These last few weeks have been very intensive days in the YaST team. Significant changes are coming to the SUSE and openSUSE worlds. Have you heard about SUSE ALP (Adaptable Linux Platform)? We are quite active in some discussions, research and workgroups about that topic. But, of course, we are continuing to work hard on YaST and on our D-Installer side project. So, let’s go with a summary of the most interesting features and fixes.
Since openSUSE Leap 15.3, binary RPMs are shared between SUSE Linux Enterprise Server 15 and openSUSE Leap. Closing the gap between openSUSE and SUSE makes feasible the migration from openSUSE Leap to SLE without reinstalling the system completely. Migrating the system takes some steps, and sometimes manual intervention is required when the process goes wrong. Now, YaST offers a new client that simplifies the migration from openSUSE Leap to SLE, allowing to rollback the system in case that something fails.
Systemd and YaST Services
YaST provides three systemd services: YaST2-Firstboot.service, YaST2-Second-Stage.service and autoyast-initscripts.service. Some adjustments in the dependencies of those services were needed to make them to work correctly, see for example this and this. Adapting systemd dependencies is not a trivial task. There are always edge scenarios to consider, and we plan to continue working in this area.
Download and Installation Progress
While installing packages, YaST showed a dialog with quite some information about the steps being performed. For example, the dialog provided information about the downloading progress of each package, what package is being installed, etc. But the new version of libyzpp deployed in SLE 15 SP4 is able to perform operations in parallel such as downloading, installing or verifying packages. Keeping that rich progress dialog while performing operations in parallel was very challenging. After evaluating different options, finally it was decided to significantly simplify the progress dialog, making it compatible with parallel operations. Now, the dialog only contains a progress bar with the information about the total amount of packages pending to install and the download progress. The dialog also shows a secondary progress bar in a popup for some theoretically quick tasks taking longer than they should.
Other Interesting Improvements
Making AutoYaST more robust when setting the owner of files for the autoinst_files step.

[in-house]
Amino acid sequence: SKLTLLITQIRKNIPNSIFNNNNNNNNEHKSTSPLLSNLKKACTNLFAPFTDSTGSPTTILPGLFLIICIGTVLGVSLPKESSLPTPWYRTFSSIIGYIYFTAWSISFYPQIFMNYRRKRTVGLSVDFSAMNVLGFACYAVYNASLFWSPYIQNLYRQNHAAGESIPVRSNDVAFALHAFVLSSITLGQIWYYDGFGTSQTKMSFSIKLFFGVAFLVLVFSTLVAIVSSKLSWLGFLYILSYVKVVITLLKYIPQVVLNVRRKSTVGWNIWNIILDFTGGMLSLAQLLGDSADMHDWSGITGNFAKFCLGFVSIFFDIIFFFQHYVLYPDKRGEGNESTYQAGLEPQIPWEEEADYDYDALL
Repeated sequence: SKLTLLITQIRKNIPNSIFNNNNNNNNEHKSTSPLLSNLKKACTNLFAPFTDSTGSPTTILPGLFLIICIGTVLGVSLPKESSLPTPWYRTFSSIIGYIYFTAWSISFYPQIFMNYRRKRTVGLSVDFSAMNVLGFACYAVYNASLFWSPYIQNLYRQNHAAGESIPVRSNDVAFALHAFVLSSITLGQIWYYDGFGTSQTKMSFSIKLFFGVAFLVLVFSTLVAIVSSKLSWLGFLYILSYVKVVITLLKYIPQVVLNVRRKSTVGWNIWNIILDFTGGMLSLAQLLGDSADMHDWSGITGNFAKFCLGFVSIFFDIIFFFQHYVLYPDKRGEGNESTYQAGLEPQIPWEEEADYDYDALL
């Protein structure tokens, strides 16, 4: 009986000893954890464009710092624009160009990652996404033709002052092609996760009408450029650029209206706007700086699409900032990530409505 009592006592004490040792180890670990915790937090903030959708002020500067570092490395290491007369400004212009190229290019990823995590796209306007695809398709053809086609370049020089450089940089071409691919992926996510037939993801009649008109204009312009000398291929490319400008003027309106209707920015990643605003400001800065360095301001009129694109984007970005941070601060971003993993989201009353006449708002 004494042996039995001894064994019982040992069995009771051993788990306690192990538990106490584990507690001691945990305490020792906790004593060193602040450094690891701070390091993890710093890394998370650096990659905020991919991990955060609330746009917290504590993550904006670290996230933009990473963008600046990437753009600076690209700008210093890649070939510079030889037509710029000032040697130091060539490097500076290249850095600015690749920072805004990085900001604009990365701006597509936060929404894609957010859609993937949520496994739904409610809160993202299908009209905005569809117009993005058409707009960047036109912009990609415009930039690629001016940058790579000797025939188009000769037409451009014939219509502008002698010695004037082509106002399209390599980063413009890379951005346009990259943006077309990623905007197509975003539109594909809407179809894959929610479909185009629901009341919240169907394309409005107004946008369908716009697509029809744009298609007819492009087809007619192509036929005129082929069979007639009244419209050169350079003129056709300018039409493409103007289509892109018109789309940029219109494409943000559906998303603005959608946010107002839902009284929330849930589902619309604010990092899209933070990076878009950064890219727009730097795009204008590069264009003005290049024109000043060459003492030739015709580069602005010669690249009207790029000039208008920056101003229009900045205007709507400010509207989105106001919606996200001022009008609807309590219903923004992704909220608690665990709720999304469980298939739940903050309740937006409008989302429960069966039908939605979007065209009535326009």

Improvements in the way YaST imports users from other systems.
AutoYaST does not export the resume kernel parameter anymore, and it only imports such a parameter if the indicated device exists. The AutoYaST documentation was extended to explain this new behavior.
Fixed missing help texts in the YaST Expert Partitioner.
Generating translations from XML files is correctly done now.
The cockpit-wicked module was adapted to the latest changes in wicked for managing wireless network configurations.
Little by little we are able to invest more resources into our D-Installer side project. We are closer to finish the first iteration of our roadmap. Here is a summary of the main features developed since the first public release:
- Add reboot button.
- Ask for confirmation before installing.
- D-Bus API to ask questions to clients.
- Unmount target disk after installing.
- Fix language selector.
- Convert D-Installer into a real Cockpit module.
- Add support for yaml file configuration.
- Add support for remote installation.
Our beloved ruby-dbus gem also keeps evolving, supporting all the new features we demand for D-Installer. If you are interested in what is new in this great library, please have a look at its latest pull requests. And of course, we encourage you to give D-Installer a try. You can easily test it thanks to the D-Installer live image. We would like to know your opinion.
Please, remember that D-Installer is an experimental installer and it is still under development. We recommend to use a virtual machine to prevent any possible data loss.
Keep in Touch
As commented, we are very busy lately and our blogging cadence has been affected. We will do our best for blogging as frequently as possible with all the news from the YaST land. Meanwhile, do not hesitate to reach us in the usual channels:
factory mailing lists at openSUSE, and at the
#yast channel at libera IRC. Or even directly commenting on GitHub, whichever suits you better. See you soon and have a lot of fun!